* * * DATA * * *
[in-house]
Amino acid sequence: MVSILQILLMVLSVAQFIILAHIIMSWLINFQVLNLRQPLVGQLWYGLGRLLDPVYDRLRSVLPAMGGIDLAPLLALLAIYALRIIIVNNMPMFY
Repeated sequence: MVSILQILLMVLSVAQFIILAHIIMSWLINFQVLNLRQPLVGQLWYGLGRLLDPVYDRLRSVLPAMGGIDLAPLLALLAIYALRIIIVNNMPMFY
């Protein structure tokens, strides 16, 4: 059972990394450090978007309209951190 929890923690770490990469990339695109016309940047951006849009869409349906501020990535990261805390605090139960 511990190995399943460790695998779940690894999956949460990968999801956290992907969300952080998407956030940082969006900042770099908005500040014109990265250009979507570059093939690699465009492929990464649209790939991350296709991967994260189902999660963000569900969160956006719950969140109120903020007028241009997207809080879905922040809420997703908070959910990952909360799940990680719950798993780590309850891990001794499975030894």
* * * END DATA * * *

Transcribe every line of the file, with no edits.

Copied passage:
[in-house]
Amino acid sequence: MVSILQILLMVLSVAQFIILAHIIMSWLINFQVLNLRQPLVGQLWYGLGRLLDPVYDRLRSVLPAMGGIDLAPLLALLAIYALRIIIVNNMPMFY
Repeated sequence: MVSILQILLMVLSVAQFIILAHIIMSWLINFQVLNLRQPLVGQLWYGLGRLLDPVYDRLRSVLPAMGGIDLAPLLALLAIYALRIIIVNNMPMFY
């Protein structure tokens, strides 16, 4: 059972990394450090978007309209951190 929890923690770490990469990339695109016309940047951006849009869409349906501020990535990261805390605090139960 511990190995399943460790695998779940690894999956949460990968999801956290992907969300952080998407956030940082969006900042770099908005500040014109990265250009979507570059093939690699465009492929990464649209790939991350296709991967994260189902999660963000569900969160956006719950969140109120903020007028241009997207809080879905922040809420997703908070959910990952909360799940990680719950798993780590309850891990001794499975030894």